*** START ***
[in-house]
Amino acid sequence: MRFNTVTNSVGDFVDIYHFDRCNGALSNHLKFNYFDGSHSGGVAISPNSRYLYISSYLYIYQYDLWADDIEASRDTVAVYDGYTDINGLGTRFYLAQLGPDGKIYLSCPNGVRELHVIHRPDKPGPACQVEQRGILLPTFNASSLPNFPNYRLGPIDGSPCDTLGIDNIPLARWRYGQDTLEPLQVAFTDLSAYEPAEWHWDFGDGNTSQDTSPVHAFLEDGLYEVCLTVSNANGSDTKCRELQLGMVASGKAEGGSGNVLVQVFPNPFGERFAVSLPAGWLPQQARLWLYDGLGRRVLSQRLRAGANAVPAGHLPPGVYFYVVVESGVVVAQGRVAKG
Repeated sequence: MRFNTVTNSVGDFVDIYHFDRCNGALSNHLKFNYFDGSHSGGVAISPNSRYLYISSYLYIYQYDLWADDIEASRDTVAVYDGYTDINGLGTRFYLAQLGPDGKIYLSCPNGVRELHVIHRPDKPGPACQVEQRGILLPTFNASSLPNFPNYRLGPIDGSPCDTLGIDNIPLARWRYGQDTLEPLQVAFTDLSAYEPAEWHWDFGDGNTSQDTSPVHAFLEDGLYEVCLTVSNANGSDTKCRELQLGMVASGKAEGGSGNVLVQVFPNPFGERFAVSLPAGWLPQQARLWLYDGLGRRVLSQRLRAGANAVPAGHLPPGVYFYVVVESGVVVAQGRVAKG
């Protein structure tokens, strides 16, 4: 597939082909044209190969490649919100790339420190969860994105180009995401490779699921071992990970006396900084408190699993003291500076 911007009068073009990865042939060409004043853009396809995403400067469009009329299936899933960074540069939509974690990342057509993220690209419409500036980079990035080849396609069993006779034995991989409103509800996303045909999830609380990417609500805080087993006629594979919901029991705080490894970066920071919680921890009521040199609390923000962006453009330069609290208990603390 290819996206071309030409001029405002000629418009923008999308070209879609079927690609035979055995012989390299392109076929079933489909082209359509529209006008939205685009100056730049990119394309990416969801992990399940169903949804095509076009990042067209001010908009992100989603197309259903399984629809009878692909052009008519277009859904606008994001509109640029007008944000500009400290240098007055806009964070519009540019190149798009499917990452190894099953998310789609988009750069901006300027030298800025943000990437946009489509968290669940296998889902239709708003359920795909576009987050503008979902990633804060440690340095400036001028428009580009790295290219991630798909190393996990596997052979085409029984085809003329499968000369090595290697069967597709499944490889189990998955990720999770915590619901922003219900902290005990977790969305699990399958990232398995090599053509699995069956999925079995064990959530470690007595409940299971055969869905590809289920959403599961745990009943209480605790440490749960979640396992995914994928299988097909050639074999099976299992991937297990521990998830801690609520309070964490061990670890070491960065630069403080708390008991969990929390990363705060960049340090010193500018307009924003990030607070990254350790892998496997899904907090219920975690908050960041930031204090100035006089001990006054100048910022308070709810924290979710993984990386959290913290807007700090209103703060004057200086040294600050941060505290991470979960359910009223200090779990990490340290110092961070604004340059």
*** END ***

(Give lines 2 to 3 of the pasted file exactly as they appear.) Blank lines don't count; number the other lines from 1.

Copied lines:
Amino acid sequence: MRFNTVTNSVGDFVDIYHFDRCNGALSNHLKFNYFDGSHSGGVAISPNSRYLYISSYLYIYQYDLWADDIEASRDTVAVYDGYTDINGLGTRFYLAQLGPDGKIYLSCPNGVRELHVIHRPDKPGPACQVEQRGILLPTFNASSLPNFPNYRLGPIDGSPCDTLGIDNIPLARWRYGQDTLEPLQVAFTDLSAYEPAEWHWDFGDGNTSQDTSPVHAFLEDGLYEVCLTVSNANGSDTKCRELQLGMVASGKAEGGSGNVLVQVFPNPFGERFAVSLPAGWLPQQARLWLYDGLGRRVLSQRLRAGANAVPAGHLPPGVYFYVVVESGVVVAQGRVAKG
Repeated sequence: MRFNTVTNSVGDFVDIYHFDRCNGALSNHLKFNYFDGSHSGGVAISPNSRYLYISSYLYIYQYDLWADDIEASRDTVAVYDGYTDINGLGTRFYLAQLGPDGKIYLSCPNGVRELHVIHRPDKPGPACQVEQRGILLPTFNASSLPNFPNYRLGPIDGSPCDTLGIDNIPLARWRYGQDTLEPLQVAFTDLSAYEPAEWHWDFGDGNTSQDTSPVHAFLEDGLYEVCLTVSNANGSDTKCRELQLGMVASGKAEGGSGNVLVQVFPNPFGERFAVSLPAGWLPQQARLWLYDGLGRRVLSQRLRAGANAVPAGHLPPGVYFYVVVESGVVVAQGRVAKG